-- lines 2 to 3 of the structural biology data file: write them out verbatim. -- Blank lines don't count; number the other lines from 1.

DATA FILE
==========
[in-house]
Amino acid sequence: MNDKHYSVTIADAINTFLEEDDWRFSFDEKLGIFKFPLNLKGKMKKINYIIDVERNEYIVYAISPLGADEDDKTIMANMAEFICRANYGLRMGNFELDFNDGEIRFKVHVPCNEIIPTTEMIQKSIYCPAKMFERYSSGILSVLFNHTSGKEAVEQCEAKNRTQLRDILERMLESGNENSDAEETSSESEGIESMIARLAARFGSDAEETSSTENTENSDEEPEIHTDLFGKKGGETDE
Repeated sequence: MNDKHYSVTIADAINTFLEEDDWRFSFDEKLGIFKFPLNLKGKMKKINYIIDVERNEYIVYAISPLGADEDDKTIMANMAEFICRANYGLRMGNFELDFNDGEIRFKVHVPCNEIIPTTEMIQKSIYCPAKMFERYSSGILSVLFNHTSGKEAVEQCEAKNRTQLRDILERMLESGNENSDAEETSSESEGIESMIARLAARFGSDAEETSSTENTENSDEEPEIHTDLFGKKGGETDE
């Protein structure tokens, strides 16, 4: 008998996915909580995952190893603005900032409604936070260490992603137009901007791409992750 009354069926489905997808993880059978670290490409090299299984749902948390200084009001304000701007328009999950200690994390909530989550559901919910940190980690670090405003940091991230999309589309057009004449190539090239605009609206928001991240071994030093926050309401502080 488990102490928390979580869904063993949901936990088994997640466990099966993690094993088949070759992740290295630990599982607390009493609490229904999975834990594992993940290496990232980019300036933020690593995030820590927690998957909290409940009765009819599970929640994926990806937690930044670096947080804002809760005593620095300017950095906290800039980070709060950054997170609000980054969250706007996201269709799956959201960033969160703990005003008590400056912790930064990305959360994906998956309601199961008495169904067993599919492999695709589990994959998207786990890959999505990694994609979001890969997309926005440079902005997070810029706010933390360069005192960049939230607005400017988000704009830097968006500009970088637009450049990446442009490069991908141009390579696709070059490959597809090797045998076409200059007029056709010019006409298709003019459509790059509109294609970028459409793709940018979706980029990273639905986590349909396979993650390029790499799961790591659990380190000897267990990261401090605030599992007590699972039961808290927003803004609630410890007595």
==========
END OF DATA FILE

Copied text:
Amino acid sequence: MNDKHYSVTIADAINTFLEEDDWRFSFDEKLGIFKFPLNLKGKMKKINYIIDVERNEYIVYAISPLGADEDDKTIMANMAEFICRANYGLRMGNFELDFNDGEIRFKVHVPCNEIIPTTEMIQKSIYCPAKMFERYSSGILSVLFNHTSGKEAVEQCEAKNRTQLRDILERMLESGNENSDAEETSSESEGIESMIARLAARFGSDAEETSSTENTENSDEEPEIHTDLFGKKGGETDE
Repeated sequence: MNDKHYSVTIADAINTFLEEDDWRFSFDEKLGIFKFPLNLKGKMKKINYIIDVERNEYIVYAISPLGADEDDKTIMANMAEFICRANYGLRMGNFELDFNDGEIRFKVHVPCNEIIPTTEMIQKSIYCPAKMFERYSSGILSVLFNHTSGKEAVEQCEAKNRTQLRDILERMLESGNENSDAEETSSESEGIESMIARLAARFGSDAEETSSTENTENSDEEPEIHTDLFGKKGGETDE